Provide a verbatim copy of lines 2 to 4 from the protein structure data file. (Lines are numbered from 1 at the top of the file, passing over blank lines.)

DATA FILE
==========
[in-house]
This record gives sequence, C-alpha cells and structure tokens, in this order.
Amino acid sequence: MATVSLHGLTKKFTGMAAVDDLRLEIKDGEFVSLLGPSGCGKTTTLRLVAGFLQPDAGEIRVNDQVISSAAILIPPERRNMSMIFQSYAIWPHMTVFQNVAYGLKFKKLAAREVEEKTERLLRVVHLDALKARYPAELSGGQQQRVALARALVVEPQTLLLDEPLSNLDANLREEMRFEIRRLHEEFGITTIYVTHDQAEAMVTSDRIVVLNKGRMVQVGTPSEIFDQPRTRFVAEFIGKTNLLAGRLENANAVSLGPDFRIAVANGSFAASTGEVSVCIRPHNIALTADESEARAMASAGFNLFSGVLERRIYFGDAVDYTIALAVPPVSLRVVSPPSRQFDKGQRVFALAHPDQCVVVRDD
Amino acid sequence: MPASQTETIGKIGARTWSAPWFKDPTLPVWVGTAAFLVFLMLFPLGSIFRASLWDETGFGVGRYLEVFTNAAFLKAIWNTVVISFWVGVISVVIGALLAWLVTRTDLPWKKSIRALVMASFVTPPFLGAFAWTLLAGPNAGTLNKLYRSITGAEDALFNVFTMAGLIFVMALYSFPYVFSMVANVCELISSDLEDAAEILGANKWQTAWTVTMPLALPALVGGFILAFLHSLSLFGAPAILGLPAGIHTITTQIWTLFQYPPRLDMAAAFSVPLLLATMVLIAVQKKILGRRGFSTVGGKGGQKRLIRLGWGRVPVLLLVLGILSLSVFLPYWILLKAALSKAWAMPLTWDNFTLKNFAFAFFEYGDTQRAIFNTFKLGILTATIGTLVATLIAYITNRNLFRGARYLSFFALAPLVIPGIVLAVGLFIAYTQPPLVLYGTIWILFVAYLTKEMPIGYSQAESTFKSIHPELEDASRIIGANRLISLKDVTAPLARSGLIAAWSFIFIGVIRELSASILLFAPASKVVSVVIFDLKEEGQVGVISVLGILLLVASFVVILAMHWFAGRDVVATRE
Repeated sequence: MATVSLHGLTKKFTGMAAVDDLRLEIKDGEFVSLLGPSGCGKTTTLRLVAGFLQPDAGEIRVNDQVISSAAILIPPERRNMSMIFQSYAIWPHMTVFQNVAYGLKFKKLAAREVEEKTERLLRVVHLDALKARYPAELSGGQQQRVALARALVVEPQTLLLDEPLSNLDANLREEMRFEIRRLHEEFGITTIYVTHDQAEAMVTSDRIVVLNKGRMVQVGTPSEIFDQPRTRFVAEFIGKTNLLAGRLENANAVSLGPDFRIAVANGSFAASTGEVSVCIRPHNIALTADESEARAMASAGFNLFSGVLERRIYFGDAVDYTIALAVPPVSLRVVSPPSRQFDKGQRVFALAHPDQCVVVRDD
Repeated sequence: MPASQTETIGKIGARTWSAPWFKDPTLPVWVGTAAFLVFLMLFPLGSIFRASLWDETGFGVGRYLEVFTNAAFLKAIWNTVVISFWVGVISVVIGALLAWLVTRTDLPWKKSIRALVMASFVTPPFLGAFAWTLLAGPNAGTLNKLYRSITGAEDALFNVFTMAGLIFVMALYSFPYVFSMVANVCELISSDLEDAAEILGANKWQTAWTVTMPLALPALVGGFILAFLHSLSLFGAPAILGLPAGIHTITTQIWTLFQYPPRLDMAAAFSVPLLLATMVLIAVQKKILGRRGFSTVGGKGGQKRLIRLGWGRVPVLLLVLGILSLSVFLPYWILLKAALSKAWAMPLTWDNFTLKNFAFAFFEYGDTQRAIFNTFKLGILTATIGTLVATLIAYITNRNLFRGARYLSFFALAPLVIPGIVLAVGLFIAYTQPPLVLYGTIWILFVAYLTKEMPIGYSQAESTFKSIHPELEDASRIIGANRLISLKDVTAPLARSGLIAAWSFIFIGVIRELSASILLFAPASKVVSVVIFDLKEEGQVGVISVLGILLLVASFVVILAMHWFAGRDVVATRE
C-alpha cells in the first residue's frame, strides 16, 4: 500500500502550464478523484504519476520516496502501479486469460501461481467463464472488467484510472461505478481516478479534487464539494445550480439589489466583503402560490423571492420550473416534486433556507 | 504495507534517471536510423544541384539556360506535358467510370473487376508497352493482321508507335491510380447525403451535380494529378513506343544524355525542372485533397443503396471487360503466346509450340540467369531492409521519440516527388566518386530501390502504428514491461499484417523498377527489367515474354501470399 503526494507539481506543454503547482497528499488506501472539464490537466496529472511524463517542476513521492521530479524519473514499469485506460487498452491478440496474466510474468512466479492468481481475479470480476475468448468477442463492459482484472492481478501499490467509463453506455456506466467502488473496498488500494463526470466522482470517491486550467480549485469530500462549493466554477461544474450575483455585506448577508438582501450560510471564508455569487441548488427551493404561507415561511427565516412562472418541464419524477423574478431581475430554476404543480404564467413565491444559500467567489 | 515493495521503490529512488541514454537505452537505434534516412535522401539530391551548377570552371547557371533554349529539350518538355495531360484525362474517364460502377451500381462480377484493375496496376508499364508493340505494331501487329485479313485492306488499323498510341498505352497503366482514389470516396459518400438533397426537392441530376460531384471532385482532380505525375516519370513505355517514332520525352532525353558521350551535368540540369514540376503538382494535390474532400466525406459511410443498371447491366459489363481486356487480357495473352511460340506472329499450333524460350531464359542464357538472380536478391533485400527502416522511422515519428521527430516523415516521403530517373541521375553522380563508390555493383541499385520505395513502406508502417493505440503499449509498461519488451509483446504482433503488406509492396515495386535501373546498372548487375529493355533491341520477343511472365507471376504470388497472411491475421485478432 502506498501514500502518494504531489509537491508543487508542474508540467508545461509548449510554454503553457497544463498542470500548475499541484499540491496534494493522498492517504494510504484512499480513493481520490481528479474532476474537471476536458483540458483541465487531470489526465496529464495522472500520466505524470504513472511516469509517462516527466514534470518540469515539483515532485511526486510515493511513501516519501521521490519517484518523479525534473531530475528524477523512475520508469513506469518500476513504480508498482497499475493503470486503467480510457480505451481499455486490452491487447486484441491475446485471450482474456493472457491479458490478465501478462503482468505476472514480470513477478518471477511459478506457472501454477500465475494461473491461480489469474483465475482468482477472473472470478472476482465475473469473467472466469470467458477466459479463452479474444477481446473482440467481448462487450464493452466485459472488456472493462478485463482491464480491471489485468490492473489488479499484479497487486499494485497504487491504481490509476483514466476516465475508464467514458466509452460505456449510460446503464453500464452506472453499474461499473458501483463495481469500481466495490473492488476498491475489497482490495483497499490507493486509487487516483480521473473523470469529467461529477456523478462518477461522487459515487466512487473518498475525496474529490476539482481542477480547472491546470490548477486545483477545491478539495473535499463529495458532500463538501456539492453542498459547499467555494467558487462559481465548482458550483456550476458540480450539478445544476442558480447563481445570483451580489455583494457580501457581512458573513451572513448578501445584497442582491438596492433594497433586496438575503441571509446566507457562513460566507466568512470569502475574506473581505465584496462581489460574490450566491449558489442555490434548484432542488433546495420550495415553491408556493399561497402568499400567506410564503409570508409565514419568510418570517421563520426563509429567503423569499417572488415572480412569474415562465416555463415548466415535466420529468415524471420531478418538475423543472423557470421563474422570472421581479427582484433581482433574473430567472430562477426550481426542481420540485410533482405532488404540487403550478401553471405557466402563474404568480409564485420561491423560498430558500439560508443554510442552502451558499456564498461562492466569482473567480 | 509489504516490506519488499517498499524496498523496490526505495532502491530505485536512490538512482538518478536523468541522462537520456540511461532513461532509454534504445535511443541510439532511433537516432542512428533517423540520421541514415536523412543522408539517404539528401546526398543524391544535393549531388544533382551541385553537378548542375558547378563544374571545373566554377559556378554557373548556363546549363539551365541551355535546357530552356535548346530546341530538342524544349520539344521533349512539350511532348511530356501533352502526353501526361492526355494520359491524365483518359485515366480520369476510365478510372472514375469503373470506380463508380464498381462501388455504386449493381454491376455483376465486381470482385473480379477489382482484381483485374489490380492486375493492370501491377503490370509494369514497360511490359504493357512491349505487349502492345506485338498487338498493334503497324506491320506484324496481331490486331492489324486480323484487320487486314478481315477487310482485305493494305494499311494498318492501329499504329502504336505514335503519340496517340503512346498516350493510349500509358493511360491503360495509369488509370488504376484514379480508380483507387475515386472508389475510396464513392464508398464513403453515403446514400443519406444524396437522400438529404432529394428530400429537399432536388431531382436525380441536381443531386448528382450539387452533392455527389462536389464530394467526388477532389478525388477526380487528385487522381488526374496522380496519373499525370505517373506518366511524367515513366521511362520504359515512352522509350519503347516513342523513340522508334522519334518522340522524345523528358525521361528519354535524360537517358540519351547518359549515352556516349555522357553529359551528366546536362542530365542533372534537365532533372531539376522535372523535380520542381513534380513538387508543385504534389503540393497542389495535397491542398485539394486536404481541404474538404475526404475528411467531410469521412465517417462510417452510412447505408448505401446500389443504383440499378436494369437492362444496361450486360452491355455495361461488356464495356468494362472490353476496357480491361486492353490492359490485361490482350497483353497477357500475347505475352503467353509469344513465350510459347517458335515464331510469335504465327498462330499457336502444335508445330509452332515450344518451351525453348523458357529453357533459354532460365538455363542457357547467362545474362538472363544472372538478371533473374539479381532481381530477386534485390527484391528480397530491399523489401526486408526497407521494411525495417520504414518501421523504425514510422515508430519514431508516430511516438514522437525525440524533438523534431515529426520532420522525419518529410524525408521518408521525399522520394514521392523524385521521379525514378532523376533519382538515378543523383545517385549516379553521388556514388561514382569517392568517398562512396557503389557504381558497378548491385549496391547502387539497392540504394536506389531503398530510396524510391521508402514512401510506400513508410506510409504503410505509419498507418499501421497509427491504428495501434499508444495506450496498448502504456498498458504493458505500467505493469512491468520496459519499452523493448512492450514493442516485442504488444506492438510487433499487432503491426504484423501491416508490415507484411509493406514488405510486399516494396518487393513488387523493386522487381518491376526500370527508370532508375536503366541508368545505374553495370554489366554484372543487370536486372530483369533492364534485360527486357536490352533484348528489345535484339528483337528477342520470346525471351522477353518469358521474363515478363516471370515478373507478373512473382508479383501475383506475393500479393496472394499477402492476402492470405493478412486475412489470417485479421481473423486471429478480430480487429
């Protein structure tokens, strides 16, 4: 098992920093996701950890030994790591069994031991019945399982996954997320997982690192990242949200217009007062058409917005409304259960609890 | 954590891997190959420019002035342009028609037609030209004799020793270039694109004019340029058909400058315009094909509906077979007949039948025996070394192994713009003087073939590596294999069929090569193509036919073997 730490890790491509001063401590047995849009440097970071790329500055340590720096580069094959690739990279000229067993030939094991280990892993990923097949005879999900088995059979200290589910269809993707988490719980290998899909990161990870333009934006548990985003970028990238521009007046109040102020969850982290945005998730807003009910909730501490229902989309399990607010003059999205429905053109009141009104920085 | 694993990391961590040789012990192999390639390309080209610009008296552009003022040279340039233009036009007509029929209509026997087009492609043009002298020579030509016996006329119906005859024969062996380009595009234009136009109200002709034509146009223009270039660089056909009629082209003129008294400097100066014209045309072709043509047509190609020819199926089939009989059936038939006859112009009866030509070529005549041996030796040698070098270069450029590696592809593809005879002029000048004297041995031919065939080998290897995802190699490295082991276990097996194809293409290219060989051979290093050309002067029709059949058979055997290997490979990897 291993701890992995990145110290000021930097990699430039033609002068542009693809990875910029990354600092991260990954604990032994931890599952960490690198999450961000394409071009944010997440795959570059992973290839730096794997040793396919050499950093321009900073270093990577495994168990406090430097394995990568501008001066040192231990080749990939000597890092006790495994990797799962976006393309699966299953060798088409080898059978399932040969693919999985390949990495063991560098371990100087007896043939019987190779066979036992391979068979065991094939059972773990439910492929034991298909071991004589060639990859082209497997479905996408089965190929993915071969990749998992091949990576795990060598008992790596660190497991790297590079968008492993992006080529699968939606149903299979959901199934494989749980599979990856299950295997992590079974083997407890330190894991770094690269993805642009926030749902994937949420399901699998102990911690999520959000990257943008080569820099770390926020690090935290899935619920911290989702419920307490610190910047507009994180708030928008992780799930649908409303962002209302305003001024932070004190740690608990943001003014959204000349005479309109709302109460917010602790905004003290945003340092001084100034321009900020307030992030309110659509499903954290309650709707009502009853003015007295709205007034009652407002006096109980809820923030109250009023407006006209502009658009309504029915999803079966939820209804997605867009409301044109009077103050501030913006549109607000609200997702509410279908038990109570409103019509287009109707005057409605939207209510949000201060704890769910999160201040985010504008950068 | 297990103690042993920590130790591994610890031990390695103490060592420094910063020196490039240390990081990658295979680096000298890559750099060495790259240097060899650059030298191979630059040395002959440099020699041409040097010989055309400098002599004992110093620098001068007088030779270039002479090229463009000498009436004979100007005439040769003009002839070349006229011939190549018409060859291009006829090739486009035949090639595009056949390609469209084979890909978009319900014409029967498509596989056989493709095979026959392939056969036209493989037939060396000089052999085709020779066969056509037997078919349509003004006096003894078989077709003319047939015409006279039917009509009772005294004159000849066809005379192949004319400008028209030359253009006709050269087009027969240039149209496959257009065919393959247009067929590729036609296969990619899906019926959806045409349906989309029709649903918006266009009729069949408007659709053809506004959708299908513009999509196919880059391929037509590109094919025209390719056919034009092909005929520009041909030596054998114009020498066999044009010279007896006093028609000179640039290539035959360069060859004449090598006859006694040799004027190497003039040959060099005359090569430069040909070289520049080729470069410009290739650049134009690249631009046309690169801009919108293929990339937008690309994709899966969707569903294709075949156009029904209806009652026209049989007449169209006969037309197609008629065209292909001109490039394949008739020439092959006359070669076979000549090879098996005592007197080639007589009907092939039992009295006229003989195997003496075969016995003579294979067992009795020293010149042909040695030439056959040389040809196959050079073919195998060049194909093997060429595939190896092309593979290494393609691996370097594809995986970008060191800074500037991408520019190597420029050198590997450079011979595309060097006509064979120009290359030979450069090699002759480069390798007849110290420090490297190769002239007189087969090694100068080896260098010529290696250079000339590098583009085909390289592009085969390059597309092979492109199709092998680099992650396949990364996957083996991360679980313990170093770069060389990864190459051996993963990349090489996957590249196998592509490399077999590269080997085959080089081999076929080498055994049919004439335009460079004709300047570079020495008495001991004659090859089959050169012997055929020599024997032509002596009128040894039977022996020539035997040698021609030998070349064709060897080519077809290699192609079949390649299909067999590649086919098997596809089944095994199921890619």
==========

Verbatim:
This record gives sequence, C-alpha cells and structure tokens, in this order.
Amino acid sequence: MATVSLHGLTKKFTGMAAVDDLRLEIKDGEFVSLLGPSGCGKTTTLRLVAGFLQPDAGEIRVNDQVISSAAILIPPERRNMSMIFQSYAIWPHMTVFQNVAYGLKFKKLAAREVEEKTERLLRVVHLDALKARYPAELSGGQQQRVALARALVVEPQTLLLDEPLSNLDANLREEMRFEIRRLHEEFGITTIYVTHDQAEAMVTSDRIVVLNKGRMVQVGTPSEIFDQPRTRFVAEFIGKTNLLAGRLENANAVSLGPDFRIAVANGSFAASTGEVSVCIRPHNIALTADESEARAMASAGFNLFSGVLERRIYFGDAVDYTIALAVPPVSLRVVSPPSRQFDKGQRVFALAHPDQCVVVRDD
Amino acid sequence: MPASQTETIGKIGARTWSAPWFKDPTLPVWVGTAAFLVFLMLFPLGSIFRASLWDETGFGVGRYLEVFTNAAFLKAIWNTVVISFWVGVISVVIGALLAWLVTRTDLPWKKSIRALVMASFVTPPFLGAFAWTLLAGPNAGTLNKLYRSITGAEDALFNVFTMAGLIFVMALYSFPYVFSMVANVCELISSDLEDAAEILGANKWQTAWTVTMPLALPALVGGFILAFLHSLSLFGAPAILGLPAGIHTITTQIWTLFQYPPRLDMAAAFSVPLLLATMVLIAVQKKILGRRGFSTVGGKGGQKRLIRLGWGRVPVLLLVLGILSLSVFLPYWILLKAALSKAWAMPLTWDNFTLKNFAFAFFEYGDTQRAIFNTFKLGILTATIGTLVATLIAYITNRNLFRGARYLSFFALAPLVIPGIVLAVGLFIAYTQPPLVLYGTIWILFVAYLTKEMPIGYSQAESTFKSIHPELEDASRIIGANRLISLKDVTAPLARSGLIAAWSFIFIGVIRELSASILLFAPASKVVSVVIFDLKEEGQVGVISVLGILLLVASFVVILAMHWFAGRDVVATRE